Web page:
Once upon a time I used to find "new music" by listening to that which some suits in label A&R and in radio deemed was "good" and should therefore be play-listed. I'm not singling out any genre of music here - all of them were guilty in their own particular ways.
In recent times I have become far more proactive when it comes to new music - both recorded and live at festivals. It is very true that I have a certain independent streak when it comes to music and tend towards missionary zeal when it comes to seeing support artists and those playing the smallest stages at a festival. I'd like to believe, however, that I'm not someone that disowns acts that become successful but readers really need to be the true judge of that!
There is nothing more rewarding than when new music comes calling. I suppose that is because I do have an ego and it engenders a warm feeling. On the other hand the guiding principle of 'Thoughts on music' is that I don't waste my limited resources on writing about things that I don't like.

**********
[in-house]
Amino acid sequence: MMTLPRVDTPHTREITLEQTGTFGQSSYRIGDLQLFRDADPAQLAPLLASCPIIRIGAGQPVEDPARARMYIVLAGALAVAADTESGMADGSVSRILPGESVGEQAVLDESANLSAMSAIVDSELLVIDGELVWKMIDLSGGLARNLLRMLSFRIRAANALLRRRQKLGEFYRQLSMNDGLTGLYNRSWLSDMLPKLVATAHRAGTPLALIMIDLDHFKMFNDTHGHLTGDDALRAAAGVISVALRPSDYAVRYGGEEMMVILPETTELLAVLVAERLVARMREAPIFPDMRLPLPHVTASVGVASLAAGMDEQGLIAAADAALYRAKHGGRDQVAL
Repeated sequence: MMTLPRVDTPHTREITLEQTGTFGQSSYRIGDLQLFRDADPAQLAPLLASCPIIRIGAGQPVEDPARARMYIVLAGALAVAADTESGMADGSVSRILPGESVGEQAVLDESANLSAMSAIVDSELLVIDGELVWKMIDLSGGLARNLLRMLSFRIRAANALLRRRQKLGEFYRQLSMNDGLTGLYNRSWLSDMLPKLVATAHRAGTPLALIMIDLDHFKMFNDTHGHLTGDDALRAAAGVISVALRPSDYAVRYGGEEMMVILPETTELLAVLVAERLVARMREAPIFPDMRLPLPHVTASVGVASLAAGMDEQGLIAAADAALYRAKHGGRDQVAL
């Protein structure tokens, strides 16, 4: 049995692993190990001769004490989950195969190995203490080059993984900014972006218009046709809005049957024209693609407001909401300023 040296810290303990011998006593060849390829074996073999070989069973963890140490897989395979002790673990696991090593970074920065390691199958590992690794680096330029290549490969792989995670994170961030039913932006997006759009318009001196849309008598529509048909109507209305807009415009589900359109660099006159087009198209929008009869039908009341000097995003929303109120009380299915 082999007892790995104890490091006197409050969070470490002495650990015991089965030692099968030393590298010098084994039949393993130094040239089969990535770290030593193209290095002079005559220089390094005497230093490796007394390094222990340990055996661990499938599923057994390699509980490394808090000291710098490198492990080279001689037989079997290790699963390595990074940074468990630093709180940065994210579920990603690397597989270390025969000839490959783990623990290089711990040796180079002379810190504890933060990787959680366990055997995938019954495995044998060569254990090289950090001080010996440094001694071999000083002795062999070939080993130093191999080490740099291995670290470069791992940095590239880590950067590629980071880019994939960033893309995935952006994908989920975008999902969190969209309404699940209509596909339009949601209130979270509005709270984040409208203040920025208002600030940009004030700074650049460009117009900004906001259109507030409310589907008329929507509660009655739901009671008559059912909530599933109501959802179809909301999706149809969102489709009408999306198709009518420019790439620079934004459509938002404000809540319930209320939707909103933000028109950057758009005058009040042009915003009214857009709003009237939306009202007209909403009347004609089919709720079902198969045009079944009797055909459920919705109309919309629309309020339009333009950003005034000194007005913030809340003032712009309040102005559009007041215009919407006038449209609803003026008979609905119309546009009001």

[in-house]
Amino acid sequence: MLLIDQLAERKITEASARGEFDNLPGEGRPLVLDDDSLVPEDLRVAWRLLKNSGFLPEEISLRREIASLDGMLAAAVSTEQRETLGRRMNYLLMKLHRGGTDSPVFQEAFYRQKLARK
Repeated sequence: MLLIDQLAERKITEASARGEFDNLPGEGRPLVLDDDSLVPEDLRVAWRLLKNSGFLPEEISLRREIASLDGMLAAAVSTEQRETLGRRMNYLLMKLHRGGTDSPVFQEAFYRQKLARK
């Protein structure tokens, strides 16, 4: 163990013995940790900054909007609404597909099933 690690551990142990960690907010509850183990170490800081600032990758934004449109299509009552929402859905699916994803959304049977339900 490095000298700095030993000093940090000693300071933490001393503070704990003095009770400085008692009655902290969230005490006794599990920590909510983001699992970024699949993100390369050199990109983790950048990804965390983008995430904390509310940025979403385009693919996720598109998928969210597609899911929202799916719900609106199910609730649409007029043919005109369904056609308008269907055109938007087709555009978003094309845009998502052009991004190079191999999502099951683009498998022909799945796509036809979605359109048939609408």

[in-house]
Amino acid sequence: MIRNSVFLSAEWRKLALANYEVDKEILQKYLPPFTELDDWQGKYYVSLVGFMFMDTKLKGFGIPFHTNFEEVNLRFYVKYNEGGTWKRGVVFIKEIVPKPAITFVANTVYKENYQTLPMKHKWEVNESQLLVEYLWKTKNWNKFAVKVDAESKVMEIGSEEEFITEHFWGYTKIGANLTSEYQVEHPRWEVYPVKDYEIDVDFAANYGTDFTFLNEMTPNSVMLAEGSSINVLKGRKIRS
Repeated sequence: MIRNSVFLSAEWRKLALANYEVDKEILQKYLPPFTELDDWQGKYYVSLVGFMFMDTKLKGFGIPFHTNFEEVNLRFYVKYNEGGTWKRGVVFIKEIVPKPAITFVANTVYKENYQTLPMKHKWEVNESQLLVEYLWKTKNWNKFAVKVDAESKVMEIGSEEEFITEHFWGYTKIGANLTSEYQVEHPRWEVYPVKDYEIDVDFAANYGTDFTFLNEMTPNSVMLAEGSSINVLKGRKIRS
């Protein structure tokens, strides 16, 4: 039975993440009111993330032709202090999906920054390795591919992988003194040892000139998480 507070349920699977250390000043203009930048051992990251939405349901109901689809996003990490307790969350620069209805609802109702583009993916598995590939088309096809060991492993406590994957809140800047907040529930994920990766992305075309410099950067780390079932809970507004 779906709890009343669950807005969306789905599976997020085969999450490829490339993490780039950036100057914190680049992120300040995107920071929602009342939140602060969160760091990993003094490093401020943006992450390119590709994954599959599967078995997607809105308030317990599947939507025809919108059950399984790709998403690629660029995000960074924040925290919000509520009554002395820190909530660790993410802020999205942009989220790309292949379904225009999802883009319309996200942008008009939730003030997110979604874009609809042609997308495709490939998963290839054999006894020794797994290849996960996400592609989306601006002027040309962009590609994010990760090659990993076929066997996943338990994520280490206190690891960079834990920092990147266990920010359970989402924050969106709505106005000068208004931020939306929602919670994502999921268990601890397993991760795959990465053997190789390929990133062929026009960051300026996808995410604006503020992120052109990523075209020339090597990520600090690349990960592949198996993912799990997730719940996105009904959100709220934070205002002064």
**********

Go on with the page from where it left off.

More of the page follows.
The Moon and You is, at its core, the duo of Melissa Hyman and Ryan Furstenberg that hails from Asheville, NC. They share vocal duties. Melissa plays cello, Ryan guitar, except when they decide to play ukulele and banjo instead and oft-times they are joined by various co-conspirators on the eleven tracks that comprise their début album.
The Moon and You - A White Light That Sings
- Clever Worms
- Dress of Your Own
- Micro-chip Electrode Brain
- Somebody Else
- Bottom of the Road
- Lion and the Rabbit
- Autumn Days